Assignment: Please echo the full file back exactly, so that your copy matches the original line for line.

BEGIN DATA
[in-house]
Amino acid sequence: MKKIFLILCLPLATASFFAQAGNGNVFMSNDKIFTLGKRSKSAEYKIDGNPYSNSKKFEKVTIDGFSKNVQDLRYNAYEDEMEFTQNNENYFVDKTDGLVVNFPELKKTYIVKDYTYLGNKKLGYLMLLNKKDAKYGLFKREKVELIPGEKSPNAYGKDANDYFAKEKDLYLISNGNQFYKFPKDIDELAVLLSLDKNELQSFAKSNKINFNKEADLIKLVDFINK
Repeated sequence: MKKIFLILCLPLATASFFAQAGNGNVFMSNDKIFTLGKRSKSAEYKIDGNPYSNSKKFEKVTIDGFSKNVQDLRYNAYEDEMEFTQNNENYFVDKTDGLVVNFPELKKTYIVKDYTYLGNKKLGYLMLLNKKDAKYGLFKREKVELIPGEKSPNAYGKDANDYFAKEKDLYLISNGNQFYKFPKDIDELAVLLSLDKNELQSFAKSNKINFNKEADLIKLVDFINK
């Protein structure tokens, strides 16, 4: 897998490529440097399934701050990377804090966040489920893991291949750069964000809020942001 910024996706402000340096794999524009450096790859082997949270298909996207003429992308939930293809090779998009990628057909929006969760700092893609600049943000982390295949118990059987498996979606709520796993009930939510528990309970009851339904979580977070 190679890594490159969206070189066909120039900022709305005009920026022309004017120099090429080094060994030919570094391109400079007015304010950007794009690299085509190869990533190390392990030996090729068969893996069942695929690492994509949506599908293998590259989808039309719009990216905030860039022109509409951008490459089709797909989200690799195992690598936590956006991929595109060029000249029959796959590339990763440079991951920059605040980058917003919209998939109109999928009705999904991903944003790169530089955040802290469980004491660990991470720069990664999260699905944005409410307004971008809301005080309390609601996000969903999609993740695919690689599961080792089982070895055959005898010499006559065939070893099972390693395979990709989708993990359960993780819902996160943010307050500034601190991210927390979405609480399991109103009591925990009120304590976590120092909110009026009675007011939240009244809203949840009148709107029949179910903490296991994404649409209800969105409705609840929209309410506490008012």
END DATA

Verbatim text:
[in-house]
Amino acid sequence: MKKIFLILCLPLATASFFAQAGNGNVFMSNDKIFTLGKRSKSAEYKIDGNPYSNSKKFEKVTIDGFSKNVQDLRYNAYEDEMEFTQNNENYFVDKTDGLVVNFPELKKTYIVKDYTYLGNKKLGYLMLLNKKDAKYGLFKREKVELIPGEKSPNAYGKDANDYFAKEKDLYLISNGNQFYKFPKDIDELAVLLSLDKNELQSFAKSNKINFNKEADLIKLVDFINK
Repeated sequence: MKKIFLILCLPLATASFFAQAGNGNVFMSNDKIFTLGKRSKSAEYKIDGNPYSNSKKFEKVTIDGFSKNVQDLRYNAYEDEMEFTQNNENYFVDKTDGLVVNFPELKKTYIVKDYTYLGNKKLGYLMLLNKKDAKYGLFKREKVELIPGEKSPNAYGKDANDYFAKEKDLYLISNGNQFYKFPKDIDELAVLLSLDKNELQSFAKSNKINFNKEADLIKLVDFINK
């Protein structure tokens, strides 16, 4: 897998490529440097399934701050990377804090966040489920893991291949750069964000809020942001 910024996706402000340096794999524009450096790859082997949270298909996207003429992308939930293809090779998009990628057909929006969760700092893609600049943000982390295949118990059987498996979606709520796993009930939510528990309970009851339904979580977070 190679890594490159969206070189066909120039900022709305005009920026022309004017120099090429080094060994030919570094391109400079007015304010950007794009690299085509190869990533190390392990030996090729068969893996069942695929690492994509949506599908293998590259989808039309719009990216905030860039022109509409951008490459089709797909989200690799195992690598936590956006991929595109060029000249029959796959590339990763440079991951920059605040980058917003919209998939109109999928009705999904991903944003790169530089955040802290469980004491660990991470720069990664999260699905944005409410307004971008809301005080309390609601996000969903999609993740695919690689599961080792089982070895055959005898010499006559065939070893099972390693395979990709989708993990359960993780819902996160943010307050500034601190991210927390979405609480399991109103009591925990009120304590976590120092909110009026009675007011939240009244809203949840009148709107029949179910903490296991994404649409209800969105409705609840929209309410506490008012």